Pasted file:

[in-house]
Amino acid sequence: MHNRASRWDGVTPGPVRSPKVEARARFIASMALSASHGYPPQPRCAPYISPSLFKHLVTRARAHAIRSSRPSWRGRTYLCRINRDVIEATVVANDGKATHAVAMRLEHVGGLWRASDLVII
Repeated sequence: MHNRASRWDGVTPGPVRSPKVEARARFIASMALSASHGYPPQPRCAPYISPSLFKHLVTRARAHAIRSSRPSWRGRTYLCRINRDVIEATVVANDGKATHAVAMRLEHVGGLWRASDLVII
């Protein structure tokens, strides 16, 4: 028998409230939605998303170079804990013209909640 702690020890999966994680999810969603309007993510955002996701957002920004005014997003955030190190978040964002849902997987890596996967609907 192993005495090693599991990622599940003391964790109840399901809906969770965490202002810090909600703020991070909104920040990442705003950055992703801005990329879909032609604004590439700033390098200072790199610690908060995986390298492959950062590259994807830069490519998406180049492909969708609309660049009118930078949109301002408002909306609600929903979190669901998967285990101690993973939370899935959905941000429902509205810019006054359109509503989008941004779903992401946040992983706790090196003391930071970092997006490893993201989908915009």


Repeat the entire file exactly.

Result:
[in-house]
Amino acid sequence: MHNRASRWDGVTPGPVRSPKVEARARFIASMALSASHGYPPQPRCAPYISPSLFKHLVTRARAHAIRSSRPSWRGRTYLCRINRDVIEATVVANDGKATHAVAMRLEHVGGLWRASDLVII
Repeated sequence: MHNRASRWDGVTPGPVRSPKVEARARFIASMALSASHGYPPQPRCAPYISPSLFKHLVTRARAHAIRSSRPSWRGRTYLCRINRDVIEATVVANDGKATHAVAMRLEHVGGLWRASDLVII
């Protein structure tokens, strides 16, 4: 028998409230939605998303170079804990013209909640 702690020890999966994680999810969603309007993510955002996701957002920004005014997003955030190190978040964002849902997987890596996967609907 192993005495090693599991990622599940003391964790109840399901809906969770965490202002810090909600703020991070909104920040990442705003950055992703801005990329879909032609604004590439700033390098200072790199610690908060995986390298492959950062590259994807830069490519998406180049492909969708609309660049009118930078949109301002408002909306609600929903979190669901998967285990101690993973939370899935959905941000429902509205810019006054359109509503989008941004779903992401946040992983706790090196003391930071970092997006490893993201989908915009």